This exhibition, hosted by the Kelsey Museum of Archaeology and the University of Michigan Library, explores the early history of Western medicine as illustrated by a broad selection of archaeological artifacts, papyri, medieval manuscripts, and early printed books. It consists of five main themes:
- Religion, Magic, and Healing
- Graeco-Roman Medicine
- Islamic Medicine
- Medieval Medicine
- Renaissance Medicine
Among the earliest objects on display is a second-century AD papyrus with a text from the Greek botanist Dioscorides’ On Materia Medica, while the latest exhibit is the first edition of William Harvey’s Anatomical Treatise on the Movement of the Heart and Blood in Animals (1628), which is shown in the Audubon Room (University of Michigan Hatcher Library). The display explores various themes such as the role of religion and magic in healing the soul and body, the influence of Graeco-Roman methods of diagnosis and treatment in the Middle Ages and the Renaissance, and the multilingual transmission of medical knowledge in both manuscript and printed form. From Hippocrates to Harvey, we invite you to embark on an exciting journey where advances in “rational” medicine are often intermingled with religious belief and superstition.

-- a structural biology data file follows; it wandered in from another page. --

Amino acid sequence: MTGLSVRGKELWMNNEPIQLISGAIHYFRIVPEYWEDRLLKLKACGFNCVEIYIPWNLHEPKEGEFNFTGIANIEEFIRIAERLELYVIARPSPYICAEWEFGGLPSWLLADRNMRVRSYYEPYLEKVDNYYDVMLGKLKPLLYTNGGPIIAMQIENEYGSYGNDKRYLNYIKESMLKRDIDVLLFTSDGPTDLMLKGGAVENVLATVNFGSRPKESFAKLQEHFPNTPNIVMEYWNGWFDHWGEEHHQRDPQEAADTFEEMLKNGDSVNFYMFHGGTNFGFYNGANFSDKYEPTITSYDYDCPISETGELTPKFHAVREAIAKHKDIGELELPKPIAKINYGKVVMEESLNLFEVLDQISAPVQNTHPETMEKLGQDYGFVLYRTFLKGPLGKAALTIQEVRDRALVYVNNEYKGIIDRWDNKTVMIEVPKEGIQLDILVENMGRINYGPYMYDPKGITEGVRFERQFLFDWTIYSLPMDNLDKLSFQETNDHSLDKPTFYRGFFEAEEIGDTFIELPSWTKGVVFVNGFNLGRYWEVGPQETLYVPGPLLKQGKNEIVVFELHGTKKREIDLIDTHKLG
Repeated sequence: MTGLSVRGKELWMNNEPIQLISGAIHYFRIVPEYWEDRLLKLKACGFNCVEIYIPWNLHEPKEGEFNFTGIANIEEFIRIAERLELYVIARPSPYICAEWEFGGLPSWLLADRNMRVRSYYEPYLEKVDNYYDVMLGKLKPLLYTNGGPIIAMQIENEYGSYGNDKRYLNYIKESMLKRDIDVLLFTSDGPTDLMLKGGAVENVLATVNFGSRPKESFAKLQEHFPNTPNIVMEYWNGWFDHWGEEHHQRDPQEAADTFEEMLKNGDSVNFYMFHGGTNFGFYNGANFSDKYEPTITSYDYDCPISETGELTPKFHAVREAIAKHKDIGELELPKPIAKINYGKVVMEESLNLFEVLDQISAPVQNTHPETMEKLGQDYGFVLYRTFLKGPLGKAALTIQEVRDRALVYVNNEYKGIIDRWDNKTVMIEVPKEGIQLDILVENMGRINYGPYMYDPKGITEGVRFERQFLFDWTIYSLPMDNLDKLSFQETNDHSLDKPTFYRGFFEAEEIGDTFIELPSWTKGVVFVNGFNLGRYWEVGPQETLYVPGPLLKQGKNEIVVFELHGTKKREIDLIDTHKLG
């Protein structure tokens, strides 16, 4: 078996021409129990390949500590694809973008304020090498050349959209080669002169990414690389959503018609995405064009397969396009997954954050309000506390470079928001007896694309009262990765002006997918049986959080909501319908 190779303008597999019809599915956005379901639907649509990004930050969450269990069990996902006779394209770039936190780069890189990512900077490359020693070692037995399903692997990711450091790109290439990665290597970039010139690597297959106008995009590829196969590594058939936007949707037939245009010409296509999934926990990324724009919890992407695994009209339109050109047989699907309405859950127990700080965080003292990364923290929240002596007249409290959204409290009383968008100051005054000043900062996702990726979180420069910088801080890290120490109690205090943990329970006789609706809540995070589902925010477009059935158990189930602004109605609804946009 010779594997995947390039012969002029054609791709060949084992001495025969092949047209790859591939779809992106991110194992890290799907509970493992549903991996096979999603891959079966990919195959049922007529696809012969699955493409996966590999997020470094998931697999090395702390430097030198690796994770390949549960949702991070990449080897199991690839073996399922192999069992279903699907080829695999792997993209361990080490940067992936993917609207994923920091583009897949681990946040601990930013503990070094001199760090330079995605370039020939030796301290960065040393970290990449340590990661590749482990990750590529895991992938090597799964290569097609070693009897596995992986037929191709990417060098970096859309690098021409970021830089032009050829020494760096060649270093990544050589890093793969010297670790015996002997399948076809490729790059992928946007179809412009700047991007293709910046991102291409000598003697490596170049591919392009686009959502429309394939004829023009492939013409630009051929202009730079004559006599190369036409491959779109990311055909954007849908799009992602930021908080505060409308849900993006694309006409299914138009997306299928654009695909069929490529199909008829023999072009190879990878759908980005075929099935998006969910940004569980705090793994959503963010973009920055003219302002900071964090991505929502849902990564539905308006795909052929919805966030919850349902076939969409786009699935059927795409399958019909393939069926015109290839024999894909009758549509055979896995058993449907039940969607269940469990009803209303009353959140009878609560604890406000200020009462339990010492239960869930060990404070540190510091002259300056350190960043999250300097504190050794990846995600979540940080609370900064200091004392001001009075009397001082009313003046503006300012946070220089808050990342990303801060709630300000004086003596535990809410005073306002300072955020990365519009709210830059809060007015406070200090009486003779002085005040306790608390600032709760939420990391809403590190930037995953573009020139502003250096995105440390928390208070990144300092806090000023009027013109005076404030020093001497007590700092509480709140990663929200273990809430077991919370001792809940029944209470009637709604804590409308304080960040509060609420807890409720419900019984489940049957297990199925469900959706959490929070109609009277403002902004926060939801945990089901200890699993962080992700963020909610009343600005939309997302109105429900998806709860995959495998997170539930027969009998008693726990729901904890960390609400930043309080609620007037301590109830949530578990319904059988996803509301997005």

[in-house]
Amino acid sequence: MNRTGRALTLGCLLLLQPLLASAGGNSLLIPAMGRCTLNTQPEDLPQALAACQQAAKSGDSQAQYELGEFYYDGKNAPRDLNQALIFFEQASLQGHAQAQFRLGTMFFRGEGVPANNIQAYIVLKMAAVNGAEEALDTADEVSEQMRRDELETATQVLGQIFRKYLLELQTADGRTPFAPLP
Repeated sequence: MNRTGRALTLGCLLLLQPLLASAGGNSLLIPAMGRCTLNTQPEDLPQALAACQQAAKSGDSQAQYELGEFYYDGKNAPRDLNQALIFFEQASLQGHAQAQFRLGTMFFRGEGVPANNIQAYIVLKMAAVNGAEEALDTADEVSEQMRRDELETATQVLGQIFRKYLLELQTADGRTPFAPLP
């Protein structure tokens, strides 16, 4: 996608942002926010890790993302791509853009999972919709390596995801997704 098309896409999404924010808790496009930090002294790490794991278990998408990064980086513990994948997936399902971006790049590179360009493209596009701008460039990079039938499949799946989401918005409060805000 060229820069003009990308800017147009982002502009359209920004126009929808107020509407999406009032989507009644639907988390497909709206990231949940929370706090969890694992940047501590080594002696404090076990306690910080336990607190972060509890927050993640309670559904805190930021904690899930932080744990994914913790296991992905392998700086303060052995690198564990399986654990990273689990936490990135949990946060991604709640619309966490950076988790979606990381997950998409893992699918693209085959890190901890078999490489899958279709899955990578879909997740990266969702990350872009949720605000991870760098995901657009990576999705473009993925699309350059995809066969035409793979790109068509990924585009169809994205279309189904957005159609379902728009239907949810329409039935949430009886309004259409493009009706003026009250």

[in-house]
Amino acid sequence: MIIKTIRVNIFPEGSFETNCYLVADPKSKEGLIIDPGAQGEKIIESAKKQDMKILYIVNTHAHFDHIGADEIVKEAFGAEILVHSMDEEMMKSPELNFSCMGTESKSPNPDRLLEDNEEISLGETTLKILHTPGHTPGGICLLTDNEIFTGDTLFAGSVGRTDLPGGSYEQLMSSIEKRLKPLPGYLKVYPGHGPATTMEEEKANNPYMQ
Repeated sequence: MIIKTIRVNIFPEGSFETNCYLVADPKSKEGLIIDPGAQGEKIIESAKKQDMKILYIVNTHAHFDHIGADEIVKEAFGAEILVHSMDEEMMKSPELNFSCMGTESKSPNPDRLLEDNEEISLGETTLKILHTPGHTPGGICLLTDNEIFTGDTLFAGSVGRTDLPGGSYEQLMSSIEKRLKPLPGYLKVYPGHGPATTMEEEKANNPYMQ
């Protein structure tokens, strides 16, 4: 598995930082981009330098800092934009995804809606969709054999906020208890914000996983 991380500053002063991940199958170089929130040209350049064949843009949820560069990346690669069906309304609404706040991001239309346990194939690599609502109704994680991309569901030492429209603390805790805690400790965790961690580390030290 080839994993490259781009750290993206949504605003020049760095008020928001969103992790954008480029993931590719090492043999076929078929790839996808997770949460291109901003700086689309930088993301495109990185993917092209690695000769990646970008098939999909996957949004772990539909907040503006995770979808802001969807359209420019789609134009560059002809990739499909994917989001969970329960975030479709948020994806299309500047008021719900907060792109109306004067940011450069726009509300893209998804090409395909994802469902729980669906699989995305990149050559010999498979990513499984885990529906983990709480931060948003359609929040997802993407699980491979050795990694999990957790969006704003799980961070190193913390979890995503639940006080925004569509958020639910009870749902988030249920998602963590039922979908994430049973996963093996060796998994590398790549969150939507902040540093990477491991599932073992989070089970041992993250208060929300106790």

Search for the audio icons so you can listen to the vivid testimonies from the past preserved in these artifacts, from invocations of the gods to detailed descriptions of medical recipes.